150 years later: Can the 14th Amendment be used to fix the Electoral College?

By Georgia Logothetis

“There is nothing permanent but change,” wrote the ancient Greek philosopher Heroclitus. 150 years ago, the 14th Amendment was ratified by the states, and in the years since, courts and commentators have debated the scope and meaning of its words, dramatically changing the real-word impact of the Amendment over generations. As historian Amanda Bellows lays out in The New York Times this week:

In the last 50 years, the Supreme Court’s evolving interpretations of the 14th Amendment have led to an expansion of civil rights. Its decisions have also produced a system of federalism that significantly differs from that of 1868 through the reallocation of power from the states to the federal government. Thanks to the 14th Amendment, with its plain text authorizing Congress to act in perpetuity, the contours of our federal system continue to shift.
The question remains: How will the Supreme Court interpret the rights promised by this critical amendment in future cases of national importance? We can only hope that, in the words of Frederick Douglass, it will continue to “give full freedom to every person without regard to race or color in the United States.” While 150 years have passed since the ratification of the 14th Amendment, it is not too late to give this powerful document its due.

Jeffrey Rosen at The Atlantic also provides some important background on how the 14th has been interpreted, especially regarding Justice Kennedy’s impact on expanding the reach of the 14th Amendment:

Ratified in 1868, the Fourteenth Amendment was originally intended to allow Congress and the courts to protect three fundamental values: racial equality, individual rights, and economic liberty. But the amendment was quickly eviscerated by the Court, and for nearly a century it protected economic liberty alone. Justice Kennedy embraced all three values of the Fourteenth Amendment, invoking it to protect reproductive autonomy and some forms of affirmative action, as well as to establish marriage equality, but also to limit federal economic regulations, such as the Affordable Care Act. His replacement will determine which vision of the amendment prevails for decades to come.

I want to highlight one specific aspect of the 14th Amendment that plays an enormous role in Equal Citizens’ mission and work — the Equal Protection clause. As you know, our group is a bit different than traditional advocacy groups in that, led by Harvard Law Professor Lawrence Lessig, we have a robust legal advocacy program in addition to traditional grassroots advocacy. That means Professor Lessig and our chief counsel, Jason Harrow, work with some of the nation’s top attorneys to advance our vision of equal and fair representation in courts across the country.

One of our key legal campaigns is Equal Votes, an endeavor that seeks to have the Supreme Court hold that the current winner-take-all system of awarding electoral college votes is unconstitutional. We have four cases working their way through the courts in four states — two red, two blue — with both Republican and Democratic plaintiffs making the argument that allocating ALL of a state’s electoral college votes to a single candidate violates various provisions of the Constitution.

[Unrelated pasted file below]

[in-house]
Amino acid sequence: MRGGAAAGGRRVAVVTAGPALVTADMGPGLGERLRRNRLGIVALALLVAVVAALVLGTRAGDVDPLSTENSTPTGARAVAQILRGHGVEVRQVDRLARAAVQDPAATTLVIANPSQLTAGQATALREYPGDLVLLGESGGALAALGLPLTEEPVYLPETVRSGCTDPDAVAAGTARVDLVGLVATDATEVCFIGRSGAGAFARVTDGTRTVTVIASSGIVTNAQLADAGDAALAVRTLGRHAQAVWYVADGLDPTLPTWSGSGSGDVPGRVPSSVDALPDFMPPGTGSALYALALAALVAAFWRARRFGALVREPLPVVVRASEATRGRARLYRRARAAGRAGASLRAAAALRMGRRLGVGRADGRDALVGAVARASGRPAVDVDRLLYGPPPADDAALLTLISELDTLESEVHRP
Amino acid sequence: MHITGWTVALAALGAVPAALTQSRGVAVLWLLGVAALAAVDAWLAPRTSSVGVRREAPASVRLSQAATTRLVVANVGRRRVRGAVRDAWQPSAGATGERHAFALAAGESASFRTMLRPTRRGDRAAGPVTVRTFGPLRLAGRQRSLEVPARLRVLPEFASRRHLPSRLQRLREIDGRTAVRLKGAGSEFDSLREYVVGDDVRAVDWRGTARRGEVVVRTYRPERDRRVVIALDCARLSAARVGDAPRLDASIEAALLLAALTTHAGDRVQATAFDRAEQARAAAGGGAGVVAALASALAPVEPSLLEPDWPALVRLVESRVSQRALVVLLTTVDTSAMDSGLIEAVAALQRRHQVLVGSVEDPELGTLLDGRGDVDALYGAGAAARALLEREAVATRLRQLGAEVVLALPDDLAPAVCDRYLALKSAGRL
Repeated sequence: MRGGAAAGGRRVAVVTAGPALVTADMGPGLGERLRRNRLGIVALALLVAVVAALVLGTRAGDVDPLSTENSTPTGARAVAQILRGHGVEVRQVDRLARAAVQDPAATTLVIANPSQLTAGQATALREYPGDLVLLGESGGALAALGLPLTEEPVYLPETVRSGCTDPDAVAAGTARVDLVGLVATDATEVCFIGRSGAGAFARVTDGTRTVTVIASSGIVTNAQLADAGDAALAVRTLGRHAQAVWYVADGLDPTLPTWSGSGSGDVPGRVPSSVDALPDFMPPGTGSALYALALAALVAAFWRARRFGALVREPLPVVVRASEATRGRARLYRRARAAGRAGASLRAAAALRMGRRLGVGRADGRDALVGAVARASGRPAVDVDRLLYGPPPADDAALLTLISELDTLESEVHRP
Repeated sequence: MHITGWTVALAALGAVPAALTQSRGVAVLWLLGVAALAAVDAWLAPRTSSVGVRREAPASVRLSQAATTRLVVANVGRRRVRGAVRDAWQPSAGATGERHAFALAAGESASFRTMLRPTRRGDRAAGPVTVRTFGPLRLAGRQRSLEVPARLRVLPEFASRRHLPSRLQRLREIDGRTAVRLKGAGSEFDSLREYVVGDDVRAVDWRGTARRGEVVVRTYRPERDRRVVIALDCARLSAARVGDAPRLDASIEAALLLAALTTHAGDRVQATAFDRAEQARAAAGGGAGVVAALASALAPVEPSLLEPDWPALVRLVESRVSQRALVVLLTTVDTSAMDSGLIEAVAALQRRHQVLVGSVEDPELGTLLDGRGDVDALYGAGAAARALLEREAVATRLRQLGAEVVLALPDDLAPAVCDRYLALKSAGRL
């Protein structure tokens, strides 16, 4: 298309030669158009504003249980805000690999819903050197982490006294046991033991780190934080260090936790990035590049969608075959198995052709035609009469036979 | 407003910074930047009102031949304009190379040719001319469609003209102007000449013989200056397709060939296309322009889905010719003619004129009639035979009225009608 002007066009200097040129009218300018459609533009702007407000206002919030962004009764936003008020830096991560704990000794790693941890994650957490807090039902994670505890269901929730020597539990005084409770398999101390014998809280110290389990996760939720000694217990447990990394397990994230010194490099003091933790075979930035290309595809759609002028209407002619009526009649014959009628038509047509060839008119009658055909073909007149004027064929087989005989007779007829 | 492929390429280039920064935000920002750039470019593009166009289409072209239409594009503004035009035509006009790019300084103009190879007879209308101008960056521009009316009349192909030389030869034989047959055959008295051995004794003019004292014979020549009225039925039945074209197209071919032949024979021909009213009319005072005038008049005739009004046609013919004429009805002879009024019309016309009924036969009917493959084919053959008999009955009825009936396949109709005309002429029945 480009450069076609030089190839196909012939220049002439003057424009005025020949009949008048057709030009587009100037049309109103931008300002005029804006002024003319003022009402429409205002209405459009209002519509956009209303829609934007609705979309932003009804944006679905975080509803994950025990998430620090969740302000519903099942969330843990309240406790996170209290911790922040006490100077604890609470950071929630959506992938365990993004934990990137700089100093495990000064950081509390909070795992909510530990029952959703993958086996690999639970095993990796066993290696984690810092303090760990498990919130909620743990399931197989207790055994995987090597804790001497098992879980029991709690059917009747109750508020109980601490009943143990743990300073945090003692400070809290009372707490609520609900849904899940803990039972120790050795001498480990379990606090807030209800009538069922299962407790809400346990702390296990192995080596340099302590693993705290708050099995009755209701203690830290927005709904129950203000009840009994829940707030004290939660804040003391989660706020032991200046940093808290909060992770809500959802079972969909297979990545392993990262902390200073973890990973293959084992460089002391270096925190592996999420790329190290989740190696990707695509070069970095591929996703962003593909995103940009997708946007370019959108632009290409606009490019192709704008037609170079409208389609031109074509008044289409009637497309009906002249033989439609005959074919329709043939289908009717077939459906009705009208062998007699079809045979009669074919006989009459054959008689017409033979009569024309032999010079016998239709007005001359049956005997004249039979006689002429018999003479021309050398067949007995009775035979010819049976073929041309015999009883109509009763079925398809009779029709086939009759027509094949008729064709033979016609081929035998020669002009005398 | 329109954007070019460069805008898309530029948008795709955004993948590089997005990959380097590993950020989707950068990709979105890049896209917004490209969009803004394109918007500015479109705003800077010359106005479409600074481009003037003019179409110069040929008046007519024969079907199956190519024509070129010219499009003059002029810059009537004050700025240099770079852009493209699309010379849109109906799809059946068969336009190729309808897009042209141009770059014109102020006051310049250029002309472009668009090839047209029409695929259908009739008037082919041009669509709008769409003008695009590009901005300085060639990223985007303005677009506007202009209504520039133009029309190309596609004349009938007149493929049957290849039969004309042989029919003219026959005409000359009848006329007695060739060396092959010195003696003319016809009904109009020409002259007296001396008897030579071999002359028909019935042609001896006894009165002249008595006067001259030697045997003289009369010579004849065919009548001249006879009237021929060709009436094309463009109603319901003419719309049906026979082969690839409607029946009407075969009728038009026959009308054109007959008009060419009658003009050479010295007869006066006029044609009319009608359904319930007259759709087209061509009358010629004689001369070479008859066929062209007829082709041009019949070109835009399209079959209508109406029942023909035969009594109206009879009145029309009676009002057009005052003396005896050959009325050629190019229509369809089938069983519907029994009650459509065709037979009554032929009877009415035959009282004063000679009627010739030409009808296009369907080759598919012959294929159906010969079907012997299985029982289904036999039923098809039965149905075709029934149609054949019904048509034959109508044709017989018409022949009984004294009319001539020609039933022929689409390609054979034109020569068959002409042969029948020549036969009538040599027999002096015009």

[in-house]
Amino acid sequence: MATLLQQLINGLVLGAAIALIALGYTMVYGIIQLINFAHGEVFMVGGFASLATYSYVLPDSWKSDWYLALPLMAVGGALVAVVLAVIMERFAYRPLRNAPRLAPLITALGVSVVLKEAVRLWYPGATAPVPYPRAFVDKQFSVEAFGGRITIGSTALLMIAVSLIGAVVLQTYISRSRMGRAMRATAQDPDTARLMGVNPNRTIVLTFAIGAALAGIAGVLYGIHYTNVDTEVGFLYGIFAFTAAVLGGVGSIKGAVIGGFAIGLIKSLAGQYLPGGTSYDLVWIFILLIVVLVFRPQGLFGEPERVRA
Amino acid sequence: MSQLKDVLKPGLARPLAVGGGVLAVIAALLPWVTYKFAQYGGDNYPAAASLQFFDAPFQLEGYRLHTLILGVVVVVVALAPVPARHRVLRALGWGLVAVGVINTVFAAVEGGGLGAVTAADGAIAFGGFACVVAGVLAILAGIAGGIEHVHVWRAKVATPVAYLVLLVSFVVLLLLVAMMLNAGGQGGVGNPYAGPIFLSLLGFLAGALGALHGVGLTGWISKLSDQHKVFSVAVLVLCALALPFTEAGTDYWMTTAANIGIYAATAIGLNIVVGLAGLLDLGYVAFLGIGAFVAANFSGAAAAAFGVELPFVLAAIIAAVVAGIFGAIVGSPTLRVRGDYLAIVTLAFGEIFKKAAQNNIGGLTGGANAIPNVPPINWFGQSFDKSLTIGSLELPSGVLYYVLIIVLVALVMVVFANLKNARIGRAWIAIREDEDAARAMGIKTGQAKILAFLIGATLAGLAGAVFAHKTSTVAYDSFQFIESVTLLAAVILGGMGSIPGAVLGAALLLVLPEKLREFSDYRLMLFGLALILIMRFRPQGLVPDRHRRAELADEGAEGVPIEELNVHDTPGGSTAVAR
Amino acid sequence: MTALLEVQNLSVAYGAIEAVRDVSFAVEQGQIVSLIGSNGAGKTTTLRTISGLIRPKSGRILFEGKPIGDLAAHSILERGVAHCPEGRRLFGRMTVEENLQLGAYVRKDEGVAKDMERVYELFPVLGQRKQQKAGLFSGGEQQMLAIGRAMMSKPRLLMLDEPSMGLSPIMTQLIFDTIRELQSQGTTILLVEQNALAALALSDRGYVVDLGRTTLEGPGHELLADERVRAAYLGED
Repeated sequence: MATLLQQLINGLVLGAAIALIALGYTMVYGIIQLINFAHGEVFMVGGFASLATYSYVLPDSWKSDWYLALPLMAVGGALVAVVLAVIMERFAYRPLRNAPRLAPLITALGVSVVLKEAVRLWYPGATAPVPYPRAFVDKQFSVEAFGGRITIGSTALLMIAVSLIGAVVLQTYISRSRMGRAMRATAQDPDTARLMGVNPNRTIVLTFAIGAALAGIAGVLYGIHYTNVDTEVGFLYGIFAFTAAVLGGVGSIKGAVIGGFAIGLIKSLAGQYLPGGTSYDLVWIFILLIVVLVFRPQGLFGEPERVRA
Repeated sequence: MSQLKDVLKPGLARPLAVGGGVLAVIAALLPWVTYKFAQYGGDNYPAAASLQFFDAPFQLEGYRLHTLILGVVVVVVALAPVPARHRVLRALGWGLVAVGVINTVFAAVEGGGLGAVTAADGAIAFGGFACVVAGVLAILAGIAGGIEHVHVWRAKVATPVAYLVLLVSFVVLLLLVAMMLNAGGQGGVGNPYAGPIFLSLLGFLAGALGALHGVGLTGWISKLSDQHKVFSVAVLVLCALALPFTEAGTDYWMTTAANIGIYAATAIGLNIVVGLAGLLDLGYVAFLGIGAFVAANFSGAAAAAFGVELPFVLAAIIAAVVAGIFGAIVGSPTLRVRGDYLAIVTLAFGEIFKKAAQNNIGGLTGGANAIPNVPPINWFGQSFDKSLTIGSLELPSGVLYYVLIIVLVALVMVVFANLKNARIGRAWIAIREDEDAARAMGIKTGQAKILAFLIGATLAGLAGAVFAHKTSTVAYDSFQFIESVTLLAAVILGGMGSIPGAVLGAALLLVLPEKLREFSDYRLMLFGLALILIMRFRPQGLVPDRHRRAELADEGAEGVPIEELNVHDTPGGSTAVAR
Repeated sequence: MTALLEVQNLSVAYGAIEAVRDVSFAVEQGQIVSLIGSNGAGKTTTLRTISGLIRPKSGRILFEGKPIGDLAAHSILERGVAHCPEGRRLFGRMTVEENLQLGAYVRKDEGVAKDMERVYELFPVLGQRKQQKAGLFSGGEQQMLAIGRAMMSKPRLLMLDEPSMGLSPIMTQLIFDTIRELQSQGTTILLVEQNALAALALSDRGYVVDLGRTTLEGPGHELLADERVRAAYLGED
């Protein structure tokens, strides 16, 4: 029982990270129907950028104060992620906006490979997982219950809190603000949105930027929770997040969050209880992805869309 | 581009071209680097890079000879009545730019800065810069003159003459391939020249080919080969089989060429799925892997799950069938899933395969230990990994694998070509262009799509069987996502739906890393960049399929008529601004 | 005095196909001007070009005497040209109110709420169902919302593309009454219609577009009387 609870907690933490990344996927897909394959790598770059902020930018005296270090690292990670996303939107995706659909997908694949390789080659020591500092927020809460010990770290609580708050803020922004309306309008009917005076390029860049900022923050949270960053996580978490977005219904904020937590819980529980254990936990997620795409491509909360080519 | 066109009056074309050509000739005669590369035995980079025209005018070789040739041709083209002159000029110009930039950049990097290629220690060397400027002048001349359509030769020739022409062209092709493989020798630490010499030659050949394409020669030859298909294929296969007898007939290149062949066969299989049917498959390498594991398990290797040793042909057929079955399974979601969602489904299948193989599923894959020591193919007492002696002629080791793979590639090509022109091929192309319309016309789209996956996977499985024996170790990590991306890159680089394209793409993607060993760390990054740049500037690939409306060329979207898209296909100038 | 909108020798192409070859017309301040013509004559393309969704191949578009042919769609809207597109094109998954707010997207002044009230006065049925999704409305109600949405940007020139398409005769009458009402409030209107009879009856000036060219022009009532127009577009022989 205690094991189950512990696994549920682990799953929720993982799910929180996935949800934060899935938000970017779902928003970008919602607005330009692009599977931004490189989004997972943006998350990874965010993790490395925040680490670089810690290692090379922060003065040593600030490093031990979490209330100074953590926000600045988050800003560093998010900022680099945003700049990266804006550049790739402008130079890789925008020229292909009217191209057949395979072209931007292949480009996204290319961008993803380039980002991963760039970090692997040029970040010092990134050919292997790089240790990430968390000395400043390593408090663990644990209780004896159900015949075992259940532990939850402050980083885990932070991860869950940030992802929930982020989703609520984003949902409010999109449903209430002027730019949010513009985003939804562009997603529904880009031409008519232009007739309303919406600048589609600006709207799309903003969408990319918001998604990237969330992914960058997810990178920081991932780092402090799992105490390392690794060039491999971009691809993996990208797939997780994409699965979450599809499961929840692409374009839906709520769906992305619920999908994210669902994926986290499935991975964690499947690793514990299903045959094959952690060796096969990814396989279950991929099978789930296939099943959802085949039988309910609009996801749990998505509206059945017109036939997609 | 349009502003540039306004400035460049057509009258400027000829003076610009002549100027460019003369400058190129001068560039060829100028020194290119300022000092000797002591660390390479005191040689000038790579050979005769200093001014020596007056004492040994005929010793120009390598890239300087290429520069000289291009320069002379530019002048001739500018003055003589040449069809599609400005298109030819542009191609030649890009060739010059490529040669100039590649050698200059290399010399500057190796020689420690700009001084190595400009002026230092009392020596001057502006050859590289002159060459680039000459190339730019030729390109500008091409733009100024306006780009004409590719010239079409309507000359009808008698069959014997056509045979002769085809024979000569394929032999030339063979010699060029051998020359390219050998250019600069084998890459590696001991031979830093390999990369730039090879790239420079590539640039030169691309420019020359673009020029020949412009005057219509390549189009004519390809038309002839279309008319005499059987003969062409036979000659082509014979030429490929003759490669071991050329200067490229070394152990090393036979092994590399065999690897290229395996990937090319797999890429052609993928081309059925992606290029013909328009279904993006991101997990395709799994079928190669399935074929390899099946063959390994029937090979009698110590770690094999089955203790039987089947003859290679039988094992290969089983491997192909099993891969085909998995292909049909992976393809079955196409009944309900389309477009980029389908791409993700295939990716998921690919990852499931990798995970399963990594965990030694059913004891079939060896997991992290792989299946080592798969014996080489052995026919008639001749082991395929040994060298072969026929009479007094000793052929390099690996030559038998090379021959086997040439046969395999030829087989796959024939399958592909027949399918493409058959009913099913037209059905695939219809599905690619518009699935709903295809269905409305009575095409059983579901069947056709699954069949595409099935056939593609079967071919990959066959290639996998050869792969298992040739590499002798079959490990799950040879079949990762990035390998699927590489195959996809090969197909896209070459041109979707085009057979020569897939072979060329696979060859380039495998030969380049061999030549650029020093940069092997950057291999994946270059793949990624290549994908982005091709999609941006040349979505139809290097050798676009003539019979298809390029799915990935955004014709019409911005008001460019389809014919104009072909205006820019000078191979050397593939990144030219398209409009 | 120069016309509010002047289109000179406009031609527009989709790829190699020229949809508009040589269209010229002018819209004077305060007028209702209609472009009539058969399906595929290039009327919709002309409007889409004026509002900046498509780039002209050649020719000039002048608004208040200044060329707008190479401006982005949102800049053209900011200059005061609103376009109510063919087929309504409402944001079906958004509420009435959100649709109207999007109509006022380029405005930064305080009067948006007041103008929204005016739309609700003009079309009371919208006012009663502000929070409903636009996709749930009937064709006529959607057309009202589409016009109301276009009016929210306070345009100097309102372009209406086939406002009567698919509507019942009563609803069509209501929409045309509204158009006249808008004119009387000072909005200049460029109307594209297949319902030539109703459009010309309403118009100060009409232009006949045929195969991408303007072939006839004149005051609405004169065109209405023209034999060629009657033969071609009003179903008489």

You can dive in depth into our briefs here, but for now, let’s take a look at the equal protection argument, one of many we’re presenting in each of the cases. Professor Lessig laid out the case in a post last year when we began the legal campaign:

[T]he Constitution creates an inequality because of the way it allocates electoral college votes. A state like Wyoming, for example, gets 3 electoral votes with a population of less than 600,000, while California gets 55 electoral votes with a population of more than 37 million. Thus, while California has a population that is 66x Wyoming, but only gets 18x the electoral college votes.
But the real inequality of the electoral college is created by the “winner take all” (WTA) rule for allocating electoral votes. WTA says that the person who wins the popular votes gets all the electoral college votes for that state. Every state (except Maine and Nebraska) allocates its electors based on WTA. But that system for allocating electoral votes is not mandated by the Constitution. It is created by the states.

Because that system is not mandated by the Constitution and was created by the states, we’re fighting in four different federal courts across the country to say that the winner-take-all-system violates the 14th Amendment. You can read more about the arguments underpinning our cases from our chief counsel Jason Harrow here.

If we do get to the Supreme Court, will it hold that the Equal Protection clause of the 14th Amendment protects voters in the electoral college context? It’s a novel argument (and novel arguments are our specialty!) but there is a real chance that the Court would find exactly that. After all, in Obergefell v. Hodges, the Court noted that “in interpreting the Equal Protection Clause, the Court has recognized that new insights and societal understandings can reveal unjustified inequality within our most fundamental institutions that once passed unnoticed and unchallenged.”

Winner-take-all has indeed been largely unchallenged for a long time (a majority of states have been using the system since 1824). But with two of the last three presidents taking office after having lost the popular vote, and with experts predicting that we’re going to see more such popular vote/electoral college splits in the future, it’s clear that the state-created concept of winner-take-all is unfair and yes, unconstitutional. So as we mark the 150th anniversary of the 14th Amendment, let’s celebrate the fact that it gives us a strong argument to end a system that has caused injustice and unfairness in the electorate for far too long.